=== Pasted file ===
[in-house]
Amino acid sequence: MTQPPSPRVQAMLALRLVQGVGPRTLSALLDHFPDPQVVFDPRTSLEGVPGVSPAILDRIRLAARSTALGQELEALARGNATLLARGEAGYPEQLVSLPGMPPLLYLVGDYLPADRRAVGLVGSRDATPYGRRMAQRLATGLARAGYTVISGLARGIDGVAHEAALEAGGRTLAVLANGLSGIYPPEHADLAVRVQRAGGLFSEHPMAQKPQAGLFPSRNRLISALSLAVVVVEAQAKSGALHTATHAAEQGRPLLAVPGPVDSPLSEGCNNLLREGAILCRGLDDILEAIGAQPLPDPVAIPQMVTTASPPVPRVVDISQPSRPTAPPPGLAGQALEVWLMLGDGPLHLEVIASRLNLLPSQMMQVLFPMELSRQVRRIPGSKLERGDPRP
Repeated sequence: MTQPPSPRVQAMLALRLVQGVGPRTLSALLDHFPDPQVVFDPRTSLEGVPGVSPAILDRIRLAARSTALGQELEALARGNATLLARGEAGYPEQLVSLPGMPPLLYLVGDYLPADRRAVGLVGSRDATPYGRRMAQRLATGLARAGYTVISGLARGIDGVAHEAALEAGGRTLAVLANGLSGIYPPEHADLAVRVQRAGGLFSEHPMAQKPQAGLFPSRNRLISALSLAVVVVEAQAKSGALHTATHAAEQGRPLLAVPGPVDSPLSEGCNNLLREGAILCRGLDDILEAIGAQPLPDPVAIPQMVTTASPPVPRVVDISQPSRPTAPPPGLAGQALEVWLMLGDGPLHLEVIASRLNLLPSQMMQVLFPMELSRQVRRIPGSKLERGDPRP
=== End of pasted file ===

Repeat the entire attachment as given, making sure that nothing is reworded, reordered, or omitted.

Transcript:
[in-house]
Amino acid sequence: MTQPPSPRVQAMLALRLVQGVGPRTLSALLDHFPDPQVVFDPRTSLEGVPGVSPAILDRIRLAARSTALGQELEALARGNATLLARGEAGYPEQLVSLPGMPPLLYLVGDYLPADRRAVGLVGSRDATPYGRRMAQRLATGLARAGYTVISGLARGIDGVAHEAALEAGGRTLAVLANGLSGIYPPEHADLAVRVQRAGGLFSEHPMAQKPQAGLFPSRNRLISALSLAVVVVEAQAKSGALHTATHAAEQGRPLLAVPGPVDSPLSEGCNNLLREGAILCRGLDDILEAIGAQPLPDPVAIPQMVTTASPPVPRVVDISQPSRPTAPPPGLAGQALEVWLMLGDGPLHLEVIASRLNLLPSQMMQVLFPMELSRQVRRIPGSKLERGDPRP
Repeated sequence: MTQPPSPRVQAMLALRLVQGVGPRTLSALLDHFPDPQVVFDPRTSLEGVPGVSPAILDRIRLAARSTALGQELEALARGNATLLARGEAGYPEQLVSLPGMPPLLYLVGDYLPADRRAVGLVGSRDATPYGRRMAQRLATGLARAGYTVISGLARGIDGVAHEAALEAGGRTLAVLANGLSGIYPPEHADLAVRVQRAGGLFSEHPMAQKPQAGLFPSRNRLISALSLAVVVVEAQAKSGALHTATHAAEQGRPLLAVPGPVDSPLSEGCNNLLREGAILCRGLDDILEAIGAQPLPDPVAIPQMVTTASPPVPRVVDISQPSRPTAPPPGLAGQALEVWLMLGDGPLHLEVIASRLNLLPSQMMQVLFPMELSRQVRRIPGSKLERGDPRP